Different Types of Social Workers

Social work can be a very broad field to work in, as a social worker can usually be helping a variety of individuals, families, as well as communities through all kinds of situations and problems.

If you aspire to be a social worker, it is important to note that many social workers have a specialty in which they work in. Each specialty lead to a career in a certain type of social worker, thus it is important to have an idea of what type of social worker you would want to be before pursuing your degree in social work — especially a master’s.

Victim Advocate Social Worker

Acting as a liaison between a crime victim and the criminal court, victim advocates not only guide crime victims through the complexities of the legal system, they also help with providing healthy coping mechanisms for emotional stress and trauma for the crime victim.

During police investigation as well as trial periods, victims of crime often have to relive through trauma recounting their version of events; victim advocates are there to ensure the impact this has on the emotional health of the crime victim is minimal.

Victim advocates can work with a wide range of people who have been victim to crimes such as child abuse, spousal abuse, sexual assault, attempted murder, or negligent homicide, assault, and battery.

School Social Worker

School social workers help in the emotional and mental health of students at all kinds of education levels, but mainly in elementary, middle school, or high schools.

Because many schools have a diverse social, economic, and racial community, school social workers could help guide students through issues that could stem from lack of acceptance, work to integrate a more accepting school community, or improve school policies. School social workers can also help students with the pressures and stress that comes with education, as well as cope with familial issues.

Mental Health & Substance Abuse Social Worker

Although very different for those suffering from it, the work of substance abuse social workers are often the same as those of mental health social workers; thus one who works as a mental health social worker can also work as a substance abuse social worker.

Mental health & substance abuse social workers help with the recovery by providing therapy, implementing and leading group programs, and/or referrals to medical services. Not only that, mental health & substance abuse social workers can also aid families in the process of understanding, accepting, and coping with a family member’s mental illness or substance addiction.

Mental health & substance abuse social workers typically work in psychiatric facilities or rehabilitation centres.

Medical Social Worker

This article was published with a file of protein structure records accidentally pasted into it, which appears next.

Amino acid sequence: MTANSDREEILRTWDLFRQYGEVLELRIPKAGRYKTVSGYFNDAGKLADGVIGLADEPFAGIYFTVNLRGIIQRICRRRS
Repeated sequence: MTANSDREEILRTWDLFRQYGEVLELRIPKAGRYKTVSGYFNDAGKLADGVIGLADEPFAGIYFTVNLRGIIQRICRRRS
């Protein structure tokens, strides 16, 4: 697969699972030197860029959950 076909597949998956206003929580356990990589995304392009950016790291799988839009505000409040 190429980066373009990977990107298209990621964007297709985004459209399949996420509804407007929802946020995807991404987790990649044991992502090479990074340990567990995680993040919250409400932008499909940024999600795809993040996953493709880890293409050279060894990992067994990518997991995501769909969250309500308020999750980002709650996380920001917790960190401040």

Medical social workers work patients and their families who are in need psychosocial help. This usually means helping patients and their families with incorporating the patient’s illness or diagnosis into everyday life, or cope with a terminal illness. They could also help patients expand or strengthen their social network by connecting them with others who have/ have had the same illness. Additionally, medical social workers guide patients through the complex processes of legal and financial systems in the medical field.

Public Health Social Worker

Public health social workers typically do work for communities as opposed to individuals. They help with the well being of the community and those who live in it. They do so by creating and implementing outreach and/or prevention programs that improve the public health of communities. Some community problems that a public health social worker may encounter can include poverty, homelessness, teen pregnancies, crime, addiction, and/or others.

Typically, public health social workers work in nonprofit companies or city governments.

Family and Child Services Social Worker

This type of social worker is what most people generalize social workers to be. However, the job of a family and child services social worker involves more than just removing a child away from their homes or families — this is often the last resort.

Family and child services social workers work with families to ensure the well being of the child. This can mean helping parents and/or guardians of the child find a variety of resources so that they can raise and provide for the child. Family and child services social workers could also work to support children who have experienced trauma, loss, and/or abuse.

Some typical problems that family and child services social workers help families with are financial issues, unhealthy relationships, domestic abuse, mental illness, medical issues, and economic stress.

Military Services and Veterans Social Worker

Many veterans who come back from service have difficulty integrating back to the society they had previously left. Some suffer from mental illnesses such as post-traumatic stress disorder (PTSD). Military services and veterans social workers work to help veterans cope with these issues. As well, they provide support for the veteran’s family as many families have trouble adjusting when a family member in the military returns home.

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